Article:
Perast is one of the small towns along the Kotor Bay. The Kotor Bay goes 28 km into the mainland. The total area of the Bay is 87.3 km2, length of the coastline is 105.7 km, and the entrance is almost 3 km wide. We went there by driving along the Kotor Bay. If we took a boat tour instead, we would be rewarded with iconic Bay views. The stunning backdrop of imposing cliffs that plummet to a narrow inlet of the sparkling Adriatic Sea is just unique. There are several remote towns and villages dotted along the Kotor Bay. And, Perast is the most beautiful town in the Kotor Bay Area.
Get to Perast via Kotor Bay
On a dry sunny day, we started our journey from Tivat and drove towards the north. Kotor Bay is the southernmost fjord in Europe. Pretty waterside villages dot along the rocky coastline. The main road along the coast is very narrow but very scenic. We were not able to find a place to stop until shortly before the road turning into the west, a place not far from Holiday Home Nautica where a mussel farm is located. We were totally attracted by the stunning scenery. Not far from the farm, on the west side, we arrived at Perast.
The history of Perast
Throughout the centuries, many empires battled for control of the city. It used to belong to the Byzantine Empire, medieval Serbia, Venetian Republic of Venice, and Hungary. Later, French-occupied Perast from 1807 to 1814 and Austrian ruled until 1918. In the 18th century under the Venetian Republic, Perast became a prosperous shipbuilding town. It had as many as four active shipyards, But now, only a few hundred people still live there.
Many churches and palaces are signs of its heydays. The city’s sixteen Baroque palaces were mostly built in its heyday. During the same period, its seventeen Catholic churches and two Orthodox churches were also built. The old city does not have a defensive wall, but instead, it has nine defensive towers, the most important of which is the tower of the Holy Cross. These were built by the navy of the Venetian Republic in the 15th and 16th centuries. Not all of them are left today.
We tried to have a round walk in the old town, but it was impossible to do so. Some narrow alleys lead to nowhere. Sometimes we ended up in a private orchard. Walked up the stone stairs, however, we could have a glimpse at f the waterfront.
Our Lady of the Rocks
Back to the waterfront, we saw a very picturesque church “Our Lady of the Rocks” standing on an island in the middle of the bay. The water surface of the bay looked calmly. With the perfect daylight, we were able to make some mirrored pictures. According to legend, the island was made by local seamen who kept an ancient oath after finding the icon of “Madonna and Child” on the rock in the sea on July 22, 1452. Upon returning from each successful voyage, they laid a rock in the bay. Over the centuries the island gradually emerged from the sea.
If you take a 3-hour boat tour, the first stop is Our Lady of the Rocks. The boat tour will pass through the Verige Straits and along the Herceg Novi Rivera. When the boat is of the bay, past Mamula Island, you will see a prison during WWII. Then you will head to the Lustica Peninsula and enjoy a half hour of swimming in the Blue Cave. On the way back to Kotor, you’ll stop in the caves the army used for hiding submarines. It you are interested in the tour, please click here to book in advance.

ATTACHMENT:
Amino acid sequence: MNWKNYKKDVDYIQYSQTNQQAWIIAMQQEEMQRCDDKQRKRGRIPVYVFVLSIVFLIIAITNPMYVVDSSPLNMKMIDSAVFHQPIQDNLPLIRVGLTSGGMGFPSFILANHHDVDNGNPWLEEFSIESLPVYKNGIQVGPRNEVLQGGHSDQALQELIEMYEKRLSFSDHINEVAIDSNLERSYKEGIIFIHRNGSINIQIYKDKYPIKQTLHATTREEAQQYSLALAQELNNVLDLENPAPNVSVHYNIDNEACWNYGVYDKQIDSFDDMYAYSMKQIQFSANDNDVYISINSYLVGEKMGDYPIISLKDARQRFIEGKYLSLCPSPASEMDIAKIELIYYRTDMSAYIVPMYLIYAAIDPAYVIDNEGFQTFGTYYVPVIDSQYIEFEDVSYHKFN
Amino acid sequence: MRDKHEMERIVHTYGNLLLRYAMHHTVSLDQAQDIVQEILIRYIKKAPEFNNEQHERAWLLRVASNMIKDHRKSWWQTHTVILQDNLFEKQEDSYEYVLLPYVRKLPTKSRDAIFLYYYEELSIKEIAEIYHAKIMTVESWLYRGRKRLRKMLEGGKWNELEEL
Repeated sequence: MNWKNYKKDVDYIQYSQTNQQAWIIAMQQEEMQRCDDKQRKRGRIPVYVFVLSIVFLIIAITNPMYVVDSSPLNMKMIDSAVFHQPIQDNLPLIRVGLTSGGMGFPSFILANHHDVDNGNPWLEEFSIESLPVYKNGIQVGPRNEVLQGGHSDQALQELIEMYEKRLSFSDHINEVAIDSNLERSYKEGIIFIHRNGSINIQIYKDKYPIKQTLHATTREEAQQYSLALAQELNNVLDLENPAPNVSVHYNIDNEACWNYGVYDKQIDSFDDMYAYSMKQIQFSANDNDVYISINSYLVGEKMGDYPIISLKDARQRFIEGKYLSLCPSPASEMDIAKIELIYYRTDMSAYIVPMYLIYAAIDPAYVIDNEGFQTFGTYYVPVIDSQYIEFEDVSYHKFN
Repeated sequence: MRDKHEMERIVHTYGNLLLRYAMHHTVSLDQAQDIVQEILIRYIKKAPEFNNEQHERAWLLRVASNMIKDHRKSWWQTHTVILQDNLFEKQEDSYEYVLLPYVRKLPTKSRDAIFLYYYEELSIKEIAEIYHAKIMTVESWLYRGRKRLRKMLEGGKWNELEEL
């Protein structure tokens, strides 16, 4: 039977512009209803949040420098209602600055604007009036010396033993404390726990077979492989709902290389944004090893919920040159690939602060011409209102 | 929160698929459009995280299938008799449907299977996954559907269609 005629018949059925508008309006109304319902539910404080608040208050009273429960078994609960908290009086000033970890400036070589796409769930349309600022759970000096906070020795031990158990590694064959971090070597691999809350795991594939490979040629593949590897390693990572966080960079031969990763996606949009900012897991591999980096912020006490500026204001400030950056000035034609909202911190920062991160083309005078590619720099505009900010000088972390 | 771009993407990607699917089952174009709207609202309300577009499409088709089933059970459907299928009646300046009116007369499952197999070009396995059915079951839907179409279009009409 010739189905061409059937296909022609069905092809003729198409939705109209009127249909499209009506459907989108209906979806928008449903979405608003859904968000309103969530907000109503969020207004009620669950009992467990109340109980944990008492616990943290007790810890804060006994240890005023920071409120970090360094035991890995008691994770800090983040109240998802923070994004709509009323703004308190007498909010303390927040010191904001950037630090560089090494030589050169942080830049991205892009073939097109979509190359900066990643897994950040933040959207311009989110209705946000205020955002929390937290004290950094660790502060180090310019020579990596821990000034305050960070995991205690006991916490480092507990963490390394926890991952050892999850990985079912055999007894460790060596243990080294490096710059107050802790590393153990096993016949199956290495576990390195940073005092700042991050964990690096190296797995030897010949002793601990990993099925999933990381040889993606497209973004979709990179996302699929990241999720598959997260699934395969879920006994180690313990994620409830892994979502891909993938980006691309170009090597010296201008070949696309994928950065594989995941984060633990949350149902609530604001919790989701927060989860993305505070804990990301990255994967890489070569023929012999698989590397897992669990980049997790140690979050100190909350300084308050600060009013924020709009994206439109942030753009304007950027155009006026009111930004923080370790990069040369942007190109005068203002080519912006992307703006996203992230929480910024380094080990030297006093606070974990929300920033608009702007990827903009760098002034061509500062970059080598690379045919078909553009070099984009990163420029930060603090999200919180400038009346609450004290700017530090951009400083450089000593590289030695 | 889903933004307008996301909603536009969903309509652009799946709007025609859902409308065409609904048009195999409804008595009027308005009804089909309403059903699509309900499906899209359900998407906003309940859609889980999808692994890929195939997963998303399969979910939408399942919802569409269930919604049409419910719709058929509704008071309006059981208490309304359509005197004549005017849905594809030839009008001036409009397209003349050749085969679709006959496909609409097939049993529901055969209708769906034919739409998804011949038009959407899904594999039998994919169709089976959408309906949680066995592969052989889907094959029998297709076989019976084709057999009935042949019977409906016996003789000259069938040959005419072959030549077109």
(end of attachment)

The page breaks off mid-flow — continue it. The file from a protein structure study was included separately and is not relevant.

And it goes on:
St. George island
Next to it is St. George Monastery island which is related to a local sad love story. During the French occupation (1813), a small garrison was placed on the island. One of the officers fell in love with a local girl from Perast. Unfortunately, during cannon fight instead of hitting the fort of St Cross (Sv. Križ/Krst) on the hill above, it hit the house below killing the girl inside. The officer spent the rest of his life on this island. He was buried beside his loved one at the end.
Restaurants at water front
Most restaurants are at the waterfront. Tables are nicely set up. Waiters were also dressed neatly. They smiled at us when we approached the restaurants. But they didn’t border us and tried to win us as their guests. We felt very comfortable for the atmosphere. These restaurants have the best views of the bay. Some of them offer a fine dining experience.
It was still too early for lunch. Therefore most had no single guest yet. The lonely tables and the idyllic mirrored water scenes have left in my memory forever.
The driving around Kotor Bay takes time due to speed limits. But it is not necessary to take the same road back to Tivat. We followed E65, passed Risan. Soon we saw Kamenari-Lepetane ferry port. The ferry runs across the narrowest part of the Bay of Kotor, the Verige Straits. And it docks in Kamenari on the Herceg Novi side and Lepetane on the Tivat side. You can find the detail about the ferry ticket here.
The ferry was quite big and could carry many cars as well. It was not so windy and most of the passengers stood on the deck to catch the bay views. So did we. It only took a few minutes from Lepetane back to Tivat.
Perast is part of many tours. You can take a boat tour to see Perast as well as the Kotor Bay. Please check the following tour operators for a reasonable tour:
Where to stay
Perast has apartments and hotels as well. In the summer time this area is very busy. Try to find a good offer well ahead at the following platform.